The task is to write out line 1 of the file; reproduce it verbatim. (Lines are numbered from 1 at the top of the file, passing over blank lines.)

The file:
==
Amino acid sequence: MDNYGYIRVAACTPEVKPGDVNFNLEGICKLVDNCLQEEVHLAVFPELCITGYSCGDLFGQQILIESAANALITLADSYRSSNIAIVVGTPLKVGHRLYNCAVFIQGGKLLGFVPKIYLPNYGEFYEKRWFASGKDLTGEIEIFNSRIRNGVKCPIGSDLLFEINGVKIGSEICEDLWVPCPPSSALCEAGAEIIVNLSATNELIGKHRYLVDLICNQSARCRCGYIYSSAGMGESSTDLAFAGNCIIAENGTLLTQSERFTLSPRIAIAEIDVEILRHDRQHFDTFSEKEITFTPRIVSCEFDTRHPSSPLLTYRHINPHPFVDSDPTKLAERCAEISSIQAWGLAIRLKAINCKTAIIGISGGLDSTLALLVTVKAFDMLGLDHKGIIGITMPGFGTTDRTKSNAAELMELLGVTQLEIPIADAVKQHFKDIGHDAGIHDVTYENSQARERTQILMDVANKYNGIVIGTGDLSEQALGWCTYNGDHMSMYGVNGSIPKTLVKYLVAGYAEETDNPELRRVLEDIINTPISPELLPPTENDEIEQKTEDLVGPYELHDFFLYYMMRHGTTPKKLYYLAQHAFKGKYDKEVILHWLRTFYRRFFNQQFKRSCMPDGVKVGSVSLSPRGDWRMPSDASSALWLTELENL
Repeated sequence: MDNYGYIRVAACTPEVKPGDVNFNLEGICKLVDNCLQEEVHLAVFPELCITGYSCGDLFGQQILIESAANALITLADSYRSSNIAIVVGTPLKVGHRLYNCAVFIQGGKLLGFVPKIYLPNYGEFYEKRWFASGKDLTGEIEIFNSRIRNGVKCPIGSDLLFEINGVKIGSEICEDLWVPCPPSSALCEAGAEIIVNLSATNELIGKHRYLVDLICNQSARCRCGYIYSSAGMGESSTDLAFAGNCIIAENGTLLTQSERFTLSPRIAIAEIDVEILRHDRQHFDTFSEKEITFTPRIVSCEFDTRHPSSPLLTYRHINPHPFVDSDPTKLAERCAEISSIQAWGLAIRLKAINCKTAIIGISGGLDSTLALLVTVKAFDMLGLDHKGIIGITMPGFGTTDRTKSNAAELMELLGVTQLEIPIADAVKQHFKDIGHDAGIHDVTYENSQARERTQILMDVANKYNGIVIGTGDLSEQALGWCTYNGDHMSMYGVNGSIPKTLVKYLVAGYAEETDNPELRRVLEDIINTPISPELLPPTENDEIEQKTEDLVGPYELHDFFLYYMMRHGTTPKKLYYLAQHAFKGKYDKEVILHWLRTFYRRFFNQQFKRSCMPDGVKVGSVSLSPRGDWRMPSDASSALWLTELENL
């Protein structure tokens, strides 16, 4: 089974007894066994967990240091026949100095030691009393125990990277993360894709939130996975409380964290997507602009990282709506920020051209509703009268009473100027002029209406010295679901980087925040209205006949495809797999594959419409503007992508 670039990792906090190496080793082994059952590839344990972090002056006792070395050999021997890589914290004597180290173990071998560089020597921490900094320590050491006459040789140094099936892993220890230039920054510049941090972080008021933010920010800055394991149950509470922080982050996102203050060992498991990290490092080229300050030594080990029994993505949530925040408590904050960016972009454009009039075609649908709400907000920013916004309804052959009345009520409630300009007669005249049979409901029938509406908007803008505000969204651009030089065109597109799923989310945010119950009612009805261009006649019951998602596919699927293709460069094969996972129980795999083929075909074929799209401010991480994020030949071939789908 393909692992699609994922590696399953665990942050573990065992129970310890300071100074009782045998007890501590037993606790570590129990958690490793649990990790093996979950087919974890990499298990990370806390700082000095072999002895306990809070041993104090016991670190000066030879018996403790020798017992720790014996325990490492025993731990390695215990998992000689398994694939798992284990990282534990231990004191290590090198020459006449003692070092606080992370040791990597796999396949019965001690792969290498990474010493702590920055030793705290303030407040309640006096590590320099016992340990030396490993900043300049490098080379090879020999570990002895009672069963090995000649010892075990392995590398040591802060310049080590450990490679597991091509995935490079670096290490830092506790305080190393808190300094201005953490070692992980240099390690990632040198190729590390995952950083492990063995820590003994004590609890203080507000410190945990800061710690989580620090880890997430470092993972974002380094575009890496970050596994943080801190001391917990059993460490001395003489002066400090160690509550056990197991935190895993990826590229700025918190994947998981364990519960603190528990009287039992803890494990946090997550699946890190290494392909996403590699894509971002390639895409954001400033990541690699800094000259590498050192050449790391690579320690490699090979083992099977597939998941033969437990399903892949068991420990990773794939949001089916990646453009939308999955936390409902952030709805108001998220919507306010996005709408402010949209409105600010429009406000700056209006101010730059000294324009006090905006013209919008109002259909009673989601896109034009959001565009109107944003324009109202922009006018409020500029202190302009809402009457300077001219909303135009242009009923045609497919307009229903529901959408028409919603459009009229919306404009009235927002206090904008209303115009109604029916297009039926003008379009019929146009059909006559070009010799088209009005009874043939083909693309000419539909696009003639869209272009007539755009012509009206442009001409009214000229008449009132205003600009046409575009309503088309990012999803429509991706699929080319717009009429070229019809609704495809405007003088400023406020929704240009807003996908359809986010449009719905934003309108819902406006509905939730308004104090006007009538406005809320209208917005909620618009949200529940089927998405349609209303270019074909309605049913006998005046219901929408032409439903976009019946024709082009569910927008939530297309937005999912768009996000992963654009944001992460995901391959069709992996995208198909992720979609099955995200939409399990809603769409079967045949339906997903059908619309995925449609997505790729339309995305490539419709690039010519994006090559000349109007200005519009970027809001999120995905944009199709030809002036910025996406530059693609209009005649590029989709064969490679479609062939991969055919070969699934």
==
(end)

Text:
Amino acid sequence: MDNYGYIRVAACTPEVKPGDVNFNLEGICKLVDNCLQEEVHLAVFPELCITGYSCGDLFGQQILIESAANALITLADSYRSSNIAIVVGTPLKVGHRLYNCAVFIQGGKLLGFVPKIYLPNYGEFYEKRWFASGKDLTGEIEIFNSRIRNGVKCPIGSDLLFEINGVKIGSEICEDLWVPCPPSSALCEAGAEIIVNLSATNELIGKHRYLVDLICNQSARCRCGYIYSSAGMGESSTDLAFAGNCIIAENGTLLTQSERFTLSPRIAIAEIDVEILRHDRQHFDTFSEKEITFTPRIVSCEFDTRHPSSPLLTYRHINPHPFVDSDPTKLAERCAEISSIQAWGLAIRLKAINCKTAIIGISGGLDSTLALLVTVKAFDMLGLDHKGIIGITMPGFGTTDRTKSNAAELMELLGVTQLEIPIADAVKQHFKDIGHDAGIHDVTYENSQARERTQILMDVANKYNGIVIGTGDLSEQALGWCTYNGDHMSMYGVNGSIPKTLVKYLVAGYAEETDNPELRRVLEDIINTPISPELLPPTENDEIEQKTEDLVGPYELHDFFLYYMMRHGTTPKKLYYLAQHAFKGKYDKEVILHWLRTFYRRFFNQQFKRSCMPDGVKVGSVSLSPRGDWRMPSDASSALWLTELENL